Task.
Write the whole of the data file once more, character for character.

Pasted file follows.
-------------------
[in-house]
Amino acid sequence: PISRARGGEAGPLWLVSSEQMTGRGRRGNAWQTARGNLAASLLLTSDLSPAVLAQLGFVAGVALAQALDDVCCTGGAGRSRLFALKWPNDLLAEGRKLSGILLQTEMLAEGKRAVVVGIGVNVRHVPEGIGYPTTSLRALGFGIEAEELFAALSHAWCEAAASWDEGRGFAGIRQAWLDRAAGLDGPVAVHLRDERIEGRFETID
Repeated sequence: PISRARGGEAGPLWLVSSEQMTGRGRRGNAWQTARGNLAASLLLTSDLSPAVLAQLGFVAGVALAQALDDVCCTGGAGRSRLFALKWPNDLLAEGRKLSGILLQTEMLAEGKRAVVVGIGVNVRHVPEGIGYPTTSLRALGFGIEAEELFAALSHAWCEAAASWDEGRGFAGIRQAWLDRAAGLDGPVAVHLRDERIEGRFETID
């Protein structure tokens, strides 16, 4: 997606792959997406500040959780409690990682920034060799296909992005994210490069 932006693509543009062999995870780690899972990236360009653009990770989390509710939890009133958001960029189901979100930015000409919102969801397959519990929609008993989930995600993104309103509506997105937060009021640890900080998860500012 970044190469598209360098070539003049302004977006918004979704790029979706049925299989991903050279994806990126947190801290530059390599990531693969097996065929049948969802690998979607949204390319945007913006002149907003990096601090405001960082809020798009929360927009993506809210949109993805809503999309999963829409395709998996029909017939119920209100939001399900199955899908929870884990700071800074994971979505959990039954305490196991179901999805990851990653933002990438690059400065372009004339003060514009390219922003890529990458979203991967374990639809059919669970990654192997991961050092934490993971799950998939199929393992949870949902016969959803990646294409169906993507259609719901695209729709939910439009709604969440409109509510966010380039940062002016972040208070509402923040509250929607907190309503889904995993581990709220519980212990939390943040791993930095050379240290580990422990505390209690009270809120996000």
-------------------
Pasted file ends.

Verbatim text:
[in-house]
Amino acid sequence: PISRARGGEAGPLWLVSSEQMTGRGRRGNAWQTARGNLAASLLLTSDLSPAVLAQLGFVAGVALAQALDDVCCTGGAGRSRLFALKWPNDLLAEGRKLSGILLQTEMLAEGKRAVVVGIGVNVRHVPEGIGYPTTSLRALGFGIEAEELFAALSHAWCEAAASWDEGRGFAGIRQAWLDRAAGLDGPVAVHLRDERIEGRFETID
Repeated sequence: PISRARGGEAGPLWLVSSEQMTGRGRRGNAWQTARGNLAASLLLTSDLSPAVLAQLGFVAGVALAQALDDVCCTGGAGRSRLFALKWPNDLLAEGRKLSGILLQTEMLAEGKRAVVVGIGVNVRHVPEGIGYPTTSLRALGFGIEAEELFAALSHAWCEAAASWDEGRGFAGIRQAWLDRAAGLDGPVAVHLRDERIEGRFETID
């Protein structure tokens, strides 16, 4: 997606792959997406500040959780409690990682920034060799296909992005994210490069 932006693509543009062999995870780690899972990236360009653009990770989390509710939890009133958001960029189901979100930015000409919102969801397959519990929609008993989930995600993104309103509506997105937060009021640890900080998860500012 970044190469598209360098070539003049302004977006918004979704790029979706049925299989991903050279994806990126947190801290530059390599990531693969097996065929049948969802690998979607949204390319945007913006002149907003990096601090405001960082809020798009929360927009993506809210949109993805809503999309999963829409395709998996029909017939119920209100939001399900199955899908929870884990700071800074994971979505959990039954305490196991179901999805990851990653933002990438690059400065372009004339003060514009390219922003890529990458979203991967374990639809059919669970990654192997991961050092934490993971799950998939199929393992949870949902016969959803990646294409169906993507259609719901695209729709939910439009709604969440409109509510966010380039940062002016972040208070509402923040509250929607907190309503889904995993581990709220519980212990939390943040791993930095050379240290580990422990505390209690009270809120996000």